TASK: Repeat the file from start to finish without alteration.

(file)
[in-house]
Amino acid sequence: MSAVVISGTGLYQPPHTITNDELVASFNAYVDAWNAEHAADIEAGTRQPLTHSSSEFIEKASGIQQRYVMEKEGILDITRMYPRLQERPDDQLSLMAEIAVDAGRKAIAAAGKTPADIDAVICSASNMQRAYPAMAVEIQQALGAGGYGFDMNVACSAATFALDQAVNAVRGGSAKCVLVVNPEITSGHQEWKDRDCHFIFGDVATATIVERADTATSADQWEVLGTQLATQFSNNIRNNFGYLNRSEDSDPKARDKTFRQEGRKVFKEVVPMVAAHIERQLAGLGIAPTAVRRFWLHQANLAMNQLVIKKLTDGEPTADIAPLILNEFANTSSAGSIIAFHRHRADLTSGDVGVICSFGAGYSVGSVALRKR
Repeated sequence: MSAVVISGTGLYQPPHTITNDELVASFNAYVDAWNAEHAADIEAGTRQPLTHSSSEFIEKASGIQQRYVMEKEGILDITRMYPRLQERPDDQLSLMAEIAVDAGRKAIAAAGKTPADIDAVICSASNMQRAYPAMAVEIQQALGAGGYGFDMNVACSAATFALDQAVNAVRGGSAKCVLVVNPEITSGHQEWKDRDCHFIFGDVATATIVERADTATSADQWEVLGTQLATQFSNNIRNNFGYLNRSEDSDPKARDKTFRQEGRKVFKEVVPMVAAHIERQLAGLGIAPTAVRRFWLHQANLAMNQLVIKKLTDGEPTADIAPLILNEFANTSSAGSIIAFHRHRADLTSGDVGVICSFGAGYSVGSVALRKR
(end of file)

[in-house]
Amino acid sequence: MSAVVISGTGLYQPPHTITNDELVASFNAYVDAWNAEHAADIEAGTRQPLTHSSSEFIEKASGIQQRYVMEKEGILDITRMYPRLQERPDDQLSLMAEIAVDAGRKAIAAAGKTPADIDAVICSASNMQRAYPAMAVEIQQALGAGGYGFDMNVACSAATFALDQAVNAVRGGSAKCVLVVNPEITSGHQEWKDRDCHFIFGDVATATIVERADTATSADQWEVLGTQLATQFSNNIRNNFGYLNRSEDSDPKARDKTFRQEGRKVFKEVVPMVAAHIERQLAGLGIAPTAVRRFWLHQANLAMNQLVIKKLTDGEPTADIAPLILNEFANTSSAGSIIAFHRHRADLTSGDVGVICSFGAGYSVGSVALRKR
Repeated sequence: MSAVVISGTGLYQPPHTITNDELVASFNAYVDAWNAEHAADIEAGTRQPLTHSSSEFIEKASGIQQRYVMEKEGILDITRMYPRLQERPDDQLSLMAEIAVDAGRKAIAAAGKTPADIDAVICSASNMQRAYPAMAVEIQQALGAGGYGFDMNVACSAATFALDQAVNAVRGGSAKCVLVVNPEITSGHQEWKDRDCHFIFGDVATATIVERADTATSADQWEVLGTQLATQFSNNIRNNFGYLNRSEDSDPKARDKTFRQEGRKVFKEVVPMVAAHIERQLAGLGIAPTAVRRFWLHQANLAMNQLVIKKLTDGEPTADIAPLILNEFANTSSAGSIIAFHRHRADLTSGDVGVICSFGAGYSVGSVALRKR